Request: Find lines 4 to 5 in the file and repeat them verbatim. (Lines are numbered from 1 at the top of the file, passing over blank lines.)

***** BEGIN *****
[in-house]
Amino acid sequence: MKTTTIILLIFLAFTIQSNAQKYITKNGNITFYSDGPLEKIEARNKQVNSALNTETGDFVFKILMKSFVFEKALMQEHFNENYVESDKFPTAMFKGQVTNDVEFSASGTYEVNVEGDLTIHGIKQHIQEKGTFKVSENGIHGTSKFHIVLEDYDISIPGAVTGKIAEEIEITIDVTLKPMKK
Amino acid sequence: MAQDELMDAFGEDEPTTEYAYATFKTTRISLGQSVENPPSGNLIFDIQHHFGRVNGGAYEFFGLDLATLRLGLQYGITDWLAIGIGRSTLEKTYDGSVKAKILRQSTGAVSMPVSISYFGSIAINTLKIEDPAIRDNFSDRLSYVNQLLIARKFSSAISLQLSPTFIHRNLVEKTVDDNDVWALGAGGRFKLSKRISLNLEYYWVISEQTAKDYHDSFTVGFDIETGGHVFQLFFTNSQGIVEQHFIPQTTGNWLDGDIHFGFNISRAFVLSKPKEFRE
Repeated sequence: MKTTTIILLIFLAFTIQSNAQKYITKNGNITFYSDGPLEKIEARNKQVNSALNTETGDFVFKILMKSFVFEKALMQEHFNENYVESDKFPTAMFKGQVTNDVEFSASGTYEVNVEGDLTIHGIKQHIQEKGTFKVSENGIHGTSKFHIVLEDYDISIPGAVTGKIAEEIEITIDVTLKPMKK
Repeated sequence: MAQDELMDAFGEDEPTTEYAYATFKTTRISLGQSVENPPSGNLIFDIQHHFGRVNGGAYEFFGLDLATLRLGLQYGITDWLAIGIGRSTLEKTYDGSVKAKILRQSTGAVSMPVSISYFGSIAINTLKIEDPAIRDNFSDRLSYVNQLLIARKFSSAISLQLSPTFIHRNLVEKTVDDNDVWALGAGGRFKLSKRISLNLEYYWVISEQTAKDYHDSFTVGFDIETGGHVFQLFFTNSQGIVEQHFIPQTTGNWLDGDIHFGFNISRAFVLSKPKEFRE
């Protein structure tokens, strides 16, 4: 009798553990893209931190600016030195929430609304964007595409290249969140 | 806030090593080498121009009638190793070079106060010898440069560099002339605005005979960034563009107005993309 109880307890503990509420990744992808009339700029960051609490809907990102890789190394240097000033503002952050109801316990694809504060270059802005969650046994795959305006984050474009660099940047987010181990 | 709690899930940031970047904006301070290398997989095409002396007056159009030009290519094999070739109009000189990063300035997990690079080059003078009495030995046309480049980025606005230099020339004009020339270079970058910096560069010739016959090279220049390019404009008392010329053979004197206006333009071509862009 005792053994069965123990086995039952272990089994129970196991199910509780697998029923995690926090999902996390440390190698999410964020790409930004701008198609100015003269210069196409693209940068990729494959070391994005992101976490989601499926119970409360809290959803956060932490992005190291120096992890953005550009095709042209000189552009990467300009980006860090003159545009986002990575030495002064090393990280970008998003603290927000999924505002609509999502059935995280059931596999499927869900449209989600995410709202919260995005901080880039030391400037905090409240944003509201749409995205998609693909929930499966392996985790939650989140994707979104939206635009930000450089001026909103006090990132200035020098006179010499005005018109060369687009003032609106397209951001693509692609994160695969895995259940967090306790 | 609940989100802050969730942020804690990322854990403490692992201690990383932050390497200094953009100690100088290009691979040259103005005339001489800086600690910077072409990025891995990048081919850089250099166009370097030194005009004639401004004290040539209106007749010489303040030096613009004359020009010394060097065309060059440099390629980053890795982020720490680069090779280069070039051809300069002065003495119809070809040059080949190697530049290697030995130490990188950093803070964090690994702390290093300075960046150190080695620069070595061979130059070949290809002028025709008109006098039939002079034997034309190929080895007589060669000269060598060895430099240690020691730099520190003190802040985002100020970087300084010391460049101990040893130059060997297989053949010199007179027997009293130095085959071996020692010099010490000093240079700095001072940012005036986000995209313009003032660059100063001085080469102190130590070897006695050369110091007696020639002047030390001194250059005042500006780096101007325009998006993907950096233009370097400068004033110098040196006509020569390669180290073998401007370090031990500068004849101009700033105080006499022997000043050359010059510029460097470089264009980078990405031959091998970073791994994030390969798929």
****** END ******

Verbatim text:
Repeated sequence: MKTTTIILLIFLAFTIQSNAQKYITKNGNITFYSDGPLEKIEARNKQVNSALNTETGDFVFKILMKSFVFEKALMQEHFNENYVESDKFPTAMFKGQVTNDVEFSASGTYEVNVEGDLTIHGIKQHIQEKGTFKVSENGIHGTSKFHIVLEDYDISIPGAVTGKIAEEIEITIDVTLKPMKK
Repeated sequence: MAQDELMDAFGEDEPTTEYAYATFKTTRISLGQSVENPPSGNLIFDIQHHFGRVNGGAYEFFGLDLATLRLGLQYGITDWLAIGIGRSTLEKTYDGSVKAKILRQSTGAVSMPVSISYFGSIAINTLKIEDPAIRDNFSDRLSYVNQLLIARKFSSAISLQLSPTFIHRNLVEKTVDDNDVWALGAGGRFKLSKRISLNLEYYWVISEQTAKDYHDSFTVGFDIETGGHVFQLFFTNSQGIVEQHFIPQTTGNWLDGDIHFGFNISRAFVLSKPKEFRE